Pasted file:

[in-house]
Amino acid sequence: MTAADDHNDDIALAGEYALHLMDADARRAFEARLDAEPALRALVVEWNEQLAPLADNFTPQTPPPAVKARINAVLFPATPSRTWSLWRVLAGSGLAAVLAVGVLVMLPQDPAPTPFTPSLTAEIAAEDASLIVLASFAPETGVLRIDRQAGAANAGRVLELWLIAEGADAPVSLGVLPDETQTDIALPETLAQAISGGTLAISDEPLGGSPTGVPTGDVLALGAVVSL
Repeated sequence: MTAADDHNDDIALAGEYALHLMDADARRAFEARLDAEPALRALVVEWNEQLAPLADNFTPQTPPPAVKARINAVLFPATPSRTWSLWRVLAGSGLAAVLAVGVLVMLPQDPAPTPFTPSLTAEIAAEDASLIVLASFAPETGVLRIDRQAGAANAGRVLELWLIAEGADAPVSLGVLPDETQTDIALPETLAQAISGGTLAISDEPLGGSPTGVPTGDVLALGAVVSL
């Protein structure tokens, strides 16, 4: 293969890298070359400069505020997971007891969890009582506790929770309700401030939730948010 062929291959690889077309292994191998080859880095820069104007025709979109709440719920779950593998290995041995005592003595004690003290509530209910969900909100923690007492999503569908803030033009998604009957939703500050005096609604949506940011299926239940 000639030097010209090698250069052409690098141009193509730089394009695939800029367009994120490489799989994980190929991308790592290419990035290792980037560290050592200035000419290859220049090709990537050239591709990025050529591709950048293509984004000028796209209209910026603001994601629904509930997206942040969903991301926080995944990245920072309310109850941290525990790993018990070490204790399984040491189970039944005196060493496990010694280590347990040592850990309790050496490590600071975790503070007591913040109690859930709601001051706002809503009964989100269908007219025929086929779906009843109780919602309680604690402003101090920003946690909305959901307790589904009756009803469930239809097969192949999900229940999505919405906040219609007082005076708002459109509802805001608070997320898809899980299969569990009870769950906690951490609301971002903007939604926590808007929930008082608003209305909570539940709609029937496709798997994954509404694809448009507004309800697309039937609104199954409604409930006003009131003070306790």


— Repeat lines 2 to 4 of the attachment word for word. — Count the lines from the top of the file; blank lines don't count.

Amino acid sequence: MTAADDHNDDIALAGEYALHLMDADARRAFEARLDAEPALRALVVEWNEQLAPLADNFTPQTPPPAVKARINAVLFPATPSRTWSLWRVLAGSGLAAVLAVGVLVMLPQDPAPTPFTPSLTAEIAAEDASLIVLASFAPETGVLRIDRQAGAANAGRVLELWLIAEGADAPVSLGVLPDETQTDIALPETLAQAISGGTLAISDEPLGGSPTGVPTGDVLALGAVVSL
Repeated sequence: MTAADDHNDDIALAGEYALHLMDADARRAFEARLDAEPALRALVVEWNEQLAPLADNFTPQTPPPAVKARINAVLFPATPSRTWSLWRVLAGSGLAAVLAVGVLVMLPQDPAPTPFTPSLTAEIAAEDASLIVLASFAPETGVLRIDRQAGAANAGRVLELWLIAEGADAPVSLGVLPDETQTDIALPETLAQAISGGTLAISDEPLGGSPTGVPTGDVLALGAVVSL
């Protein structure tokens, strides 16, 4: 293969890298070359400069505020997971007891969890009582506790929770309700401030939730948010 062929291959690889077309292994191998080859880095820069104007025709979109709440719920779950593998290995041995005592003595004690003290509530209910969900909100923690007492999503569908803030033009998604009957939703500050005096609604949506940011299926239940 000639030097010209090698250069052409690098141009193509730089394009695939800029367009994120490489799989994980190929991308790592290419990035290792980037560290050592200035000419290859220049090709990537050239591709990025050529591709950048293509984004000028796209209209910026603001994601629904509930997206942040969903991301926080995944990245920072309310109850941290525990790993018990070490204790399984040491189970039944005196060493496990010694280590347990040592850990309790050496490590600071975790503070007591913040109690859930709601001051706002809503009964989100269908007219025929086929779906009843109780919602309680604690402003101090920003946690909305959901307790589904009756009803469930239809097969192949999900229940999505919405906040219609007082005076708002459109509802805001608070997320898809899980299969569990009870769950906690951490609301971002903007939604926590808007929930008082608003209305909570539940709609029937496709798997994954509404694809448009507004309800697309039937609104199954409604409930006003009131003070306790």